Ichthyosaur's Turtle Supper Causes Extinction Debate

John Pickrell in England
for National Geographic News
August 5, 2003
Wide-eyed and fast moving, ichthyosaurs were the giant carnivores of Jurassic and Cretaceous seas. These marine reptiles are thought to have been powerful pursuit predators, evolving to chase small and equally speedy prey.

They were so specialized according to some experts, that a temporary plunge in squid-like belemnite numbers in the middle of the Cretaceous period (which started 144 million years ago and ended with the extinction of the dinosaurs 65 million years ago) was considered one potential cause for the extinction of the ichthyosaur group.

Now however, an astonishing new 110-million-year-old skeleton, with preserved hatchling turtle and ancient bird fragments in its gut, is causing some experts to question that possible explanation for the group's demise.

The reptile, known as Platypterigius longmani, was dug up from deposits in Queensland, Australia and is described in an upcoming print edition of the journal Biology Letters.

"You don't often see gut contents," commented paleontologist Chris McGowan of the Royal Ontario Museum in Toronto. "Finding this sort of preservation in a Cretaceous [Ichthyosaur] specimen is probably a first."

Superficially Tuna-Like

Ichthyosaurs were a successful group of reptiles. Their first awkward-looking reptilian ancestors took to the seas 230-odd million years ago, and never looked back. They patrolled the oceans for 135 million years, almost as long as dinosaurs rampaged through terrestrial environments.

Some ichthyosaurs—meaning "fish-lizard"—evolved a tuna, or porpoise-like body shape, and the group is thought to have played out the role that many dolphins fill in the oceans today. From obscure origins "they developed the most superbly adapted body form for life in water," said study lead author Benjamin Kear, paleontologist at the South Australia Museum in Adelaide.

Many of the 100-plus known species were a hefty 5 to 6 meters (16 to 20 feet) in length. However, one enormous fossil, recently unearthed in the wilderness of British Columbia, could have been as long as 25 meters (more than 80 feet) in life.

Most evidence of ichthyosaur diet comes from a handful of Jurassic-period fossil specimens with well-preserved gut contents. The Jurassic period started 210 million years ago and ended 144 million years ago.

Fossil workers first noticed odd hooked structures in ichthyosaur guts 150 years ago. These turned out to be remains from the tentacles of extinct squid-like belemnites. These animals have been the most commonly found gut contents of ichthyosaurs examined since then, along with fish and more rarely smaller ichthyosaurs and other animals.

Some experts believe that many of the last Cretaceous-era species—due to competition from other marine reptiles and predatory fish perhaps—fed on squid-like animals near exclusively. A theory suggested in the mid-1990s pins the sudden demise of ichthyosaurs on an invertebrate extinction event in the mid-Cretaceous period linked to changing sea level.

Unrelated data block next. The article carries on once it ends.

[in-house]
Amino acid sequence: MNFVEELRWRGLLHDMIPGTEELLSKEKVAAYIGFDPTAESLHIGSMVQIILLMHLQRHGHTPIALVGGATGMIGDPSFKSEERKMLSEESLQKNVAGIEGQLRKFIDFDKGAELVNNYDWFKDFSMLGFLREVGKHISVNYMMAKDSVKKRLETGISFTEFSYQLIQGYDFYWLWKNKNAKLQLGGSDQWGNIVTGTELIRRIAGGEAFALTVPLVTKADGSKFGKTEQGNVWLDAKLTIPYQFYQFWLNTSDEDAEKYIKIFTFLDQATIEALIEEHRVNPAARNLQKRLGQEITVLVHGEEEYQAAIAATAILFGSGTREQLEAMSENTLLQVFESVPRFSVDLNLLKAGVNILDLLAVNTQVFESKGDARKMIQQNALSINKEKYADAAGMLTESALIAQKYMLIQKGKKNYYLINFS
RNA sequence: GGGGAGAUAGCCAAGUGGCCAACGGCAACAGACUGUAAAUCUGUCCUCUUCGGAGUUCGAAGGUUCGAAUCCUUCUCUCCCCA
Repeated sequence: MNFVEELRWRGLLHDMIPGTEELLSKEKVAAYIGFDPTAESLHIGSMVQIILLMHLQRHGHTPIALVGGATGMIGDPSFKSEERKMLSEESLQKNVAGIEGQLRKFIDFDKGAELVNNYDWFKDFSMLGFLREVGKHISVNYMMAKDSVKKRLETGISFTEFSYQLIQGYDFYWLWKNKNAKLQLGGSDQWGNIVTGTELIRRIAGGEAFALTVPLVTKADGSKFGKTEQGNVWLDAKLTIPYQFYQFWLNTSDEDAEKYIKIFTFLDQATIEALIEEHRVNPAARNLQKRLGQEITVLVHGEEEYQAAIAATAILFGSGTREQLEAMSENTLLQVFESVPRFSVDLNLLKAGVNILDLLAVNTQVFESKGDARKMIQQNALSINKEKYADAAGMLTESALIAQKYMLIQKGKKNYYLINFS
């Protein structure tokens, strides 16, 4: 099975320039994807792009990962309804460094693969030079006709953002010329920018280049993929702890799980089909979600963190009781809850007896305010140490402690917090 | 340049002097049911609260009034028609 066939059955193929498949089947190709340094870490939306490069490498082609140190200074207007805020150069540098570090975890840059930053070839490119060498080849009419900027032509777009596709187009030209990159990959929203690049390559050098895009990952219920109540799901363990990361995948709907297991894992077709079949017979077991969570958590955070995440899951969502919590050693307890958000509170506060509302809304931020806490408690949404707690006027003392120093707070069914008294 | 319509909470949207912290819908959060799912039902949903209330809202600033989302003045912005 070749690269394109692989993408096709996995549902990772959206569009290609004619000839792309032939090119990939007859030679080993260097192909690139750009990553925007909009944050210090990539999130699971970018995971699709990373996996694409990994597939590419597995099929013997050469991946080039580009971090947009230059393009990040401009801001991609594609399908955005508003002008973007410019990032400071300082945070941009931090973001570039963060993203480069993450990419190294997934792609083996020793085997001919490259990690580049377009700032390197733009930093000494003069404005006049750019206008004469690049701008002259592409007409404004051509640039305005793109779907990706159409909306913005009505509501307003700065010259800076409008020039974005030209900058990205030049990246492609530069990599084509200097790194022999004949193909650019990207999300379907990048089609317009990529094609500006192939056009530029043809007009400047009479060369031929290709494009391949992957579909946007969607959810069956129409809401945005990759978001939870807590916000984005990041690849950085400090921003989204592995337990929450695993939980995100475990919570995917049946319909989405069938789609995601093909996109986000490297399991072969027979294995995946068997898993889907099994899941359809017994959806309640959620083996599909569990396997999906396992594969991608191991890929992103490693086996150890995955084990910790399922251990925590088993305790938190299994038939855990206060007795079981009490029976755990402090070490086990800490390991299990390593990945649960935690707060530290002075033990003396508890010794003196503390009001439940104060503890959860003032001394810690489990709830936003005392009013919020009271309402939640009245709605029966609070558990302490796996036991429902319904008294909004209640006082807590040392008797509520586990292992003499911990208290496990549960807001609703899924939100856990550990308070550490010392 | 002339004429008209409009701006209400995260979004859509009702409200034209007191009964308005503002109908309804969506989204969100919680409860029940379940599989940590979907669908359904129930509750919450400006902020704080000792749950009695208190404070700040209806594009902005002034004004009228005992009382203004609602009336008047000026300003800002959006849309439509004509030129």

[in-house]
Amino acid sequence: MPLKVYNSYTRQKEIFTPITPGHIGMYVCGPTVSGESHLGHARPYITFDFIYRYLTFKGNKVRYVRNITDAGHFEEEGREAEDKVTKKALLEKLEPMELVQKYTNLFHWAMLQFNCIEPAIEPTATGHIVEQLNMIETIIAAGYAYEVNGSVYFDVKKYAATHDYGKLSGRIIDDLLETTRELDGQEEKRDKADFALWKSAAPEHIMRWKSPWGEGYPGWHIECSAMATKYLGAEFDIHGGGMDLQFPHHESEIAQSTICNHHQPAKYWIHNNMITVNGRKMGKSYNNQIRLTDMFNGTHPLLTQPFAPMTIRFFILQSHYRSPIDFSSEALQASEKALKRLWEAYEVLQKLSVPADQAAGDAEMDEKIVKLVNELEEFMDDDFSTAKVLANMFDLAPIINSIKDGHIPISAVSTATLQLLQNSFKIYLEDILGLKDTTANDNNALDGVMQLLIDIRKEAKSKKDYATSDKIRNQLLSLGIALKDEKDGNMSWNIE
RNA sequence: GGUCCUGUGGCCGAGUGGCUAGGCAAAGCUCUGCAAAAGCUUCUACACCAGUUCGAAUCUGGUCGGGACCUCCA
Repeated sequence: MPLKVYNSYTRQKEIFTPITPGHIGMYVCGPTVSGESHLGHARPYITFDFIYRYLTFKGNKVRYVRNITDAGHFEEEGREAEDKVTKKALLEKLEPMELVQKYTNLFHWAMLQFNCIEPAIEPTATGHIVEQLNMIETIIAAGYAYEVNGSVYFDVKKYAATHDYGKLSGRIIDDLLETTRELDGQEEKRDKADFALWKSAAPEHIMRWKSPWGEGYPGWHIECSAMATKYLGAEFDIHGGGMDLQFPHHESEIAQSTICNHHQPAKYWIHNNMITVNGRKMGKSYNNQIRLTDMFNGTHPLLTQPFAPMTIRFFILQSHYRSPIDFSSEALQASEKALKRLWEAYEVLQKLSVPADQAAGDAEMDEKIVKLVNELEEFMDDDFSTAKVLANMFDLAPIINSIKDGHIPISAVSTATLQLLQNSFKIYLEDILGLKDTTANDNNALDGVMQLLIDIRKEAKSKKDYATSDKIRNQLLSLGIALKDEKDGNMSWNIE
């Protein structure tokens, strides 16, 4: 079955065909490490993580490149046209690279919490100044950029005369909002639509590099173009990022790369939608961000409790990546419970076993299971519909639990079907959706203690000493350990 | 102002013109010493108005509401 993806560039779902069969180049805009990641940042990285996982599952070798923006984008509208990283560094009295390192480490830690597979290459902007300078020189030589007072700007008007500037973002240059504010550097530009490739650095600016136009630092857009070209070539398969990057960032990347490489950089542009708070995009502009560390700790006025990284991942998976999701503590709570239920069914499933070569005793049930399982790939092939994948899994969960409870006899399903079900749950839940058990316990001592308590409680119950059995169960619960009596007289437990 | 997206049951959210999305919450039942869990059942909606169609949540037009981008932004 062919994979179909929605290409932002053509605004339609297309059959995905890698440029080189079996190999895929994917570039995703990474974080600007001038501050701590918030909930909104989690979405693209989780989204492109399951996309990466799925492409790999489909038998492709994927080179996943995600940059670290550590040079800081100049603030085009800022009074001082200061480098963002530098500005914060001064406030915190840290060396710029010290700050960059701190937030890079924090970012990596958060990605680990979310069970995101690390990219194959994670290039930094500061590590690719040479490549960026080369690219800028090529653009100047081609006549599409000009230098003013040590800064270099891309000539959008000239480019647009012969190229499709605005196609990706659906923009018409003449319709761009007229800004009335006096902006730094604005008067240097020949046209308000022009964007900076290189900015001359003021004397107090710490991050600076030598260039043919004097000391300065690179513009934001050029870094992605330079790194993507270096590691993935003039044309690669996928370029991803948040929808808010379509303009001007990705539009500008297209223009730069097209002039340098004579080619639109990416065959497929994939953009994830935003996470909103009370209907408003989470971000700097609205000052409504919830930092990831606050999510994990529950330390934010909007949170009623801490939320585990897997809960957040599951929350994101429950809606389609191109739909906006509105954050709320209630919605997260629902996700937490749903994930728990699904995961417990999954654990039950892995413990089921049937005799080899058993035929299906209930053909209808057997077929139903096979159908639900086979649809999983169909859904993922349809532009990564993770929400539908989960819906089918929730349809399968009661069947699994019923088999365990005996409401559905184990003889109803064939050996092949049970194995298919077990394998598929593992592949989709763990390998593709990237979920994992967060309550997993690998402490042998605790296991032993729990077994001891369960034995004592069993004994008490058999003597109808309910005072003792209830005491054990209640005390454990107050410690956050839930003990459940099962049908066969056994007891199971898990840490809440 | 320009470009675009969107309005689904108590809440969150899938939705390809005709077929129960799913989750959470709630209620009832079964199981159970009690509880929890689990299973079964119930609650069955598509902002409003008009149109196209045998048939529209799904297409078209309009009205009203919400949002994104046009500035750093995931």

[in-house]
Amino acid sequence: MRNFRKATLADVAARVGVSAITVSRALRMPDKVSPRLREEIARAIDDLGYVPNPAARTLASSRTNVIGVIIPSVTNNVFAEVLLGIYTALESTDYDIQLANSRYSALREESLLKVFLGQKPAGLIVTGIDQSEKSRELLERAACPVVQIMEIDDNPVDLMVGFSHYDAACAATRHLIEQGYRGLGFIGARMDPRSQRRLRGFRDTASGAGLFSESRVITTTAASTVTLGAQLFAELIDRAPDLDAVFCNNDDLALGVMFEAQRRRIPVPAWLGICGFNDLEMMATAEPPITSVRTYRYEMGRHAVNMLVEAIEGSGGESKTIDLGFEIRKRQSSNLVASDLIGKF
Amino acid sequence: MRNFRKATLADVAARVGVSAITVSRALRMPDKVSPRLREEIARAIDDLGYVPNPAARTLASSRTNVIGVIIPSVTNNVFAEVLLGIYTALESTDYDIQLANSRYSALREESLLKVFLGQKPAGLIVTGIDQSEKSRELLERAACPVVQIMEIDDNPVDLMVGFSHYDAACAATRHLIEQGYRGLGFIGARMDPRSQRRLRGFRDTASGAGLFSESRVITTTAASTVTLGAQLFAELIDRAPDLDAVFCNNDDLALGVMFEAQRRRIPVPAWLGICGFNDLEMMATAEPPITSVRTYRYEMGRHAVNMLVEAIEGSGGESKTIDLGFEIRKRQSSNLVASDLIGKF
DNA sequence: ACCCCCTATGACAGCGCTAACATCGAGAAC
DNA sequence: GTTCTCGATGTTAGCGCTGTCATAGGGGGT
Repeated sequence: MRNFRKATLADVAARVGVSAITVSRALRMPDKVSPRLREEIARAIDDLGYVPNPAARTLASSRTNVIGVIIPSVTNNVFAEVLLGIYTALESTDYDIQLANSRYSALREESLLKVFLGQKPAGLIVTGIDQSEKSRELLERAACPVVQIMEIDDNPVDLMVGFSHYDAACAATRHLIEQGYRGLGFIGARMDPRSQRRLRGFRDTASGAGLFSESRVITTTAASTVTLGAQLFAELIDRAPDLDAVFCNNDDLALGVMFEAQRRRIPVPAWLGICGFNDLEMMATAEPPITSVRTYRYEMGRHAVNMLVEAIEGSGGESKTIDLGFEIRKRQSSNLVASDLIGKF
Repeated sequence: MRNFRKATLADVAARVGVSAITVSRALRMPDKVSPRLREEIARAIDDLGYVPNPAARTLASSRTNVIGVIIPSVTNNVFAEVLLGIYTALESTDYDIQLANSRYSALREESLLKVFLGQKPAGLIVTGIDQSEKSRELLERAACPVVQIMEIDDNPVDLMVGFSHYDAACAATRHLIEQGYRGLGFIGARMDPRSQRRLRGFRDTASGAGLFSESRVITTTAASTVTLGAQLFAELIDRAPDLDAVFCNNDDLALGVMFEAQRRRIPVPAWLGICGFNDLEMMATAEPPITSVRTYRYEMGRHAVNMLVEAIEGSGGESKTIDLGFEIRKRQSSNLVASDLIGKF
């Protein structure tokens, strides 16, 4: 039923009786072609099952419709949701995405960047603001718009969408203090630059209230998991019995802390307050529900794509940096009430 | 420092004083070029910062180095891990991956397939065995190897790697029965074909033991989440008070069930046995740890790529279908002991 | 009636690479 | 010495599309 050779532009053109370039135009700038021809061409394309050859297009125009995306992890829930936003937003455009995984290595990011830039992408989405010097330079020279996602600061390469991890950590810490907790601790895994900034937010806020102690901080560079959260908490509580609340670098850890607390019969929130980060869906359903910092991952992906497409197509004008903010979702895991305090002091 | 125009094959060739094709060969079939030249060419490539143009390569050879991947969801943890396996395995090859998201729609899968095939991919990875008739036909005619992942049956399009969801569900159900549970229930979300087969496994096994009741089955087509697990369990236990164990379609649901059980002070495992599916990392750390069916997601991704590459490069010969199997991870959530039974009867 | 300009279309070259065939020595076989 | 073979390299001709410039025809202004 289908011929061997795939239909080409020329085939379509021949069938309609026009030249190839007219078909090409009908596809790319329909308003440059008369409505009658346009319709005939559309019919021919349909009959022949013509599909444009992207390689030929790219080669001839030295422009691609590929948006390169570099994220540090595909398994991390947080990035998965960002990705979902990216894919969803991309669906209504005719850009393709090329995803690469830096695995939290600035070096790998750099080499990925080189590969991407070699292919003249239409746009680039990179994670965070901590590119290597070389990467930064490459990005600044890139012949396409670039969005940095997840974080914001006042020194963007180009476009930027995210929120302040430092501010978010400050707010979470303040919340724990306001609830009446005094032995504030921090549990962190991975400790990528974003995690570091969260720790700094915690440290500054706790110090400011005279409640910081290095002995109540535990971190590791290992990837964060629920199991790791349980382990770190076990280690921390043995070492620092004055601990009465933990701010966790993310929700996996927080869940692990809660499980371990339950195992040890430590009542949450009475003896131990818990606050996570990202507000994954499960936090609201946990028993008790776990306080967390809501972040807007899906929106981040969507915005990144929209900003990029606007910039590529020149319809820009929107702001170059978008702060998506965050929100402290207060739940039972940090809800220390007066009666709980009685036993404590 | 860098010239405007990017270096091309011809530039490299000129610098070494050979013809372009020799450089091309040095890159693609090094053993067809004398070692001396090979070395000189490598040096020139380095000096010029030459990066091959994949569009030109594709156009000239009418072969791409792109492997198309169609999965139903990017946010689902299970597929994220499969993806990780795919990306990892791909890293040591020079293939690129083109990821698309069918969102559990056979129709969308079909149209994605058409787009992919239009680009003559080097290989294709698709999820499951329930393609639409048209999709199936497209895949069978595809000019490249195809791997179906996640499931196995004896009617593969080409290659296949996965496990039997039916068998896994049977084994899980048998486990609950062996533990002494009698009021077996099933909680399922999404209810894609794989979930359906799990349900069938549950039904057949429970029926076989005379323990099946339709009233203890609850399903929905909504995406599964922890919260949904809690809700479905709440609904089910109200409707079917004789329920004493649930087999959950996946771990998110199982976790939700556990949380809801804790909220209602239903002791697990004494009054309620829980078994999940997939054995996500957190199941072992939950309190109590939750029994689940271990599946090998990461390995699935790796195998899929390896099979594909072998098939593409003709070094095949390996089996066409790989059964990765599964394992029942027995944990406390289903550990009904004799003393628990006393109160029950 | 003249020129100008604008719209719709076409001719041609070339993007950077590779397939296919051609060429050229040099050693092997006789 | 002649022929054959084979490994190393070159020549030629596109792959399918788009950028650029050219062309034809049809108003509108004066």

Dietary Evidence

However, the new fossil, described by Kear and colleagues at The University of New South Wales and the Australian Museum, both in Sydney, hints that this extinction event might not explain the demise of all ichthyosaurs. Dissolving the ancient skeleton's limestone substrate with acid revealed several unexpected menu items.

The pregnant female Platypterigius specimen (unlike most reptiles, ichthyosaurs bore live young) was found not with squid remains in its gut, but a mass of vertebrate bone fragments.

These included the bones of fish, hatchling turtles—probably snapped up while they bobbed along at the water's surface-—and an extinct bird. Some modern bird groups appear during the Cretaceous period. The bird may have been a floating carcass scavenged after it washed into the sea from woodland, said Kear.

"It is exciting to have a turtle and bird in an ichthyosaur stomach," but many don't agree that the reptiles fed exclusively on squid anyway, commented paleontologist Ryosuke Motani at the University of Oregon in Eugene. "All we know is that the disappearance of ichthyosaurs roughly corresponded with the [squid-like animal] extinction event," said Motani. We just don't have any better guess about the cause of the demise, he said.

"The problem is we have so little data," added McGowan, "Most of our theories are pure guesswork," he said.

Nevertheless, the new fossil hints that Cretaceous ichthyosaurs may have been far more opportunistic feeders than believed, says the study, which argues that the decline of ichthyosaurs may therefore be linked to competition with other types of speedy pursuit predators.

"Competitors might include bony fish," said Kear. Many of the modern types of fish had evolved by then and some of these would have been direct rivals. Another competitor may have been a different marine reptile, which returned to the sea quite independently of ichthyosaurs.

Long-necked, paddle-footed plesiosaurs may have caused ichthyosaur declines. The earliest members of one group, known as polycotylid plesiosaurs, are found in many of the same deposits as ichthyosaurs, said Kear, and like those animals, have physical characteristics ideal for the swift pursuit of small prey.

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